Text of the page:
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Some of tomorrow's catalysts for processing renewable and non-renewable feedstocks, diminishing anthropogenic carbon dioxide and increasing the production of energy

Thomas, John Meurig and Harris, Kenneth David Maclean 2016. Some of tomorrow's catalysts for processing renewable and non-renewable feedstocks, diminishing anthropogenic carbon dioxide and increasing the production of energy. Energy & Environmental Science 9 (3) , pp. 687-708. 10.1039/C5EE03461B

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Abstract

This review provides a wide-ranging summary of several aspects of heterogeneous catalysis and its impact on the increasing need to generate more energy, less CO2 and the production of more commodities required by an expanding world population. Particular attention is paid to the options (some of which are already a practical reality) now available for the use of anthropogenic CO2 as a source for the production of platform chemicals required to sustain civilized life. In this connection, Rubisco-inspired methods of utilizing CO2 are discussed, as is the utilization of algae to yield ethanol and O2 from water, CO2 and sunlight. In addition, the increasing use of methanol (derived from CO2) as an energy vector, as well as a source of ethene and propene (which are in growing worldwide demand), is adumbrated. As far as strategies for the design of new solid catalysts are concerned, summarizing accounts are given of the emerging popularity and recent successes of supported “single-atom”, chemo-selective catalysts (of Pt, Pd, Ir and Au), of so-called “single-atom alloy” catalysts for selective hydrogenations, and of monophasic single-site heterogeneous catalysts (SSHCs) for a range of chemical processes, some of which have already been commercialized. SSHCs can, in general, be assembled from earth-abundant elements (C, N, O, Mg, Al, P, Fe), and are effective for shape-selective, regio-selective and enantio-selective catalytic conversions. We also briefly discuss the prospect of converting anthropogenic CO2 into CH4, and touch upon the action needed to reduce atmospheric CO2 so as to fulfil the aims of the recent (December 2015) UN Climate Change Conference in Paris (COP-21).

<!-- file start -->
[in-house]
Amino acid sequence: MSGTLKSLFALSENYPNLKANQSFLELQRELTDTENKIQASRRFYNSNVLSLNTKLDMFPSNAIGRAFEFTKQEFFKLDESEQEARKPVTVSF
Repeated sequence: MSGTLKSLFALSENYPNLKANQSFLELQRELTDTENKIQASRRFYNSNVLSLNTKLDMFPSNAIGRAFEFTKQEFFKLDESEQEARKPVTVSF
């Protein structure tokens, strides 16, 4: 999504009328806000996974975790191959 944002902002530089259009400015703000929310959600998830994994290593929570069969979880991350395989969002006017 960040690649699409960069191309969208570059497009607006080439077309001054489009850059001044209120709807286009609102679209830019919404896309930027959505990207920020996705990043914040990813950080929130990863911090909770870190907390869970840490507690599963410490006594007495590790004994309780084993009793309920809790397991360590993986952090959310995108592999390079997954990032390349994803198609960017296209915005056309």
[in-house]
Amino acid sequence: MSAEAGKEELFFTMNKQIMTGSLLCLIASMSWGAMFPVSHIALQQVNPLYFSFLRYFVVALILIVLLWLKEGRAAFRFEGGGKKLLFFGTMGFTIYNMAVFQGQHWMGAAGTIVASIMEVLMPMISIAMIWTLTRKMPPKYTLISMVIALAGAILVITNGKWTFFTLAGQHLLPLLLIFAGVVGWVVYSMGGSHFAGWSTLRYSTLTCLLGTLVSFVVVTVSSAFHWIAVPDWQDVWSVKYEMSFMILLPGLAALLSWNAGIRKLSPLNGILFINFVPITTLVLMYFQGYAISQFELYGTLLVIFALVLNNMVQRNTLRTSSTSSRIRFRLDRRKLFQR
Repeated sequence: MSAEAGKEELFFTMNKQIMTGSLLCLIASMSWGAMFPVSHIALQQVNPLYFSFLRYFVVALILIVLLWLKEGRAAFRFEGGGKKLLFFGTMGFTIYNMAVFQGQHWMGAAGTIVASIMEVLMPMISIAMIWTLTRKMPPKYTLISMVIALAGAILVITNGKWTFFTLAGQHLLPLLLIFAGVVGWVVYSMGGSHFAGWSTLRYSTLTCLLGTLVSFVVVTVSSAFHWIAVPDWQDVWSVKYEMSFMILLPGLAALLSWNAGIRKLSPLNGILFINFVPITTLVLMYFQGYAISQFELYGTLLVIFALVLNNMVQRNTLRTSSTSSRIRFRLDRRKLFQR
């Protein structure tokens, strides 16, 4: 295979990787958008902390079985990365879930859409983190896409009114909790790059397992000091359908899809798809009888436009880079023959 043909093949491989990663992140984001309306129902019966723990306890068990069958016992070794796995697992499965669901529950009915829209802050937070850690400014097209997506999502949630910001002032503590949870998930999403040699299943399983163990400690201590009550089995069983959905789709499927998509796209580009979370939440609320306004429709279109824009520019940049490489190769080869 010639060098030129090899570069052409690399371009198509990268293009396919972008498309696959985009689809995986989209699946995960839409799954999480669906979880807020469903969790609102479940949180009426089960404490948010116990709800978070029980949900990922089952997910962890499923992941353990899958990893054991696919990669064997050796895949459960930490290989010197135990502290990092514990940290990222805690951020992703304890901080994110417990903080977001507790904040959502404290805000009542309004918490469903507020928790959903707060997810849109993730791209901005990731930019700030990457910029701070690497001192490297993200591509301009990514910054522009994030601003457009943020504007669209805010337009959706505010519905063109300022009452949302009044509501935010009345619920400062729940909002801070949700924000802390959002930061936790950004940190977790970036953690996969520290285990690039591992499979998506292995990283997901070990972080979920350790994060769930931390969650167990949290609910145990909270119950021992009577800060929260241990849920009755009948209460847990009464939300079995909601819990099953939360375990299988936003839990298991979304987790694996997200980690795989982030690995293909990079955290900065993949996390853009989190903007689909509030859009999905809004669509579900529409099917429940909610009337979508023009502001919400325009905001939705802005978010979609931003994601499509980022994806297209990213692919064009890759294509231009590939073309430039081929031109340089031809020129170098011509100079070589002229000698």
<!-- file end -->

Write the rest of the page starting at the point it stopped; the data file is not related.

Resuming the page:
Item Type: Article
Date Type: Publication
Status: Published
Schools: Chemistry
Subjects: Q Science > QD Chemistry
Additional Information: First PDF uploaded in accordance with publisher's policies at http://www.sherpa.ac.uk/romeo/issn/1754-5692/ (accessed 19.5.16).
Publisher: RSC Publishing
ISSN: 1754-5692
Funders: EPSRC
Date of First Compliant Deposit: 19 May 2016
Date of Acceptance: 6 January 2016
Last Modified: 27 Jun 2019 17:51
URI: http://orca.cf.ac.uk/id/eprint/85075

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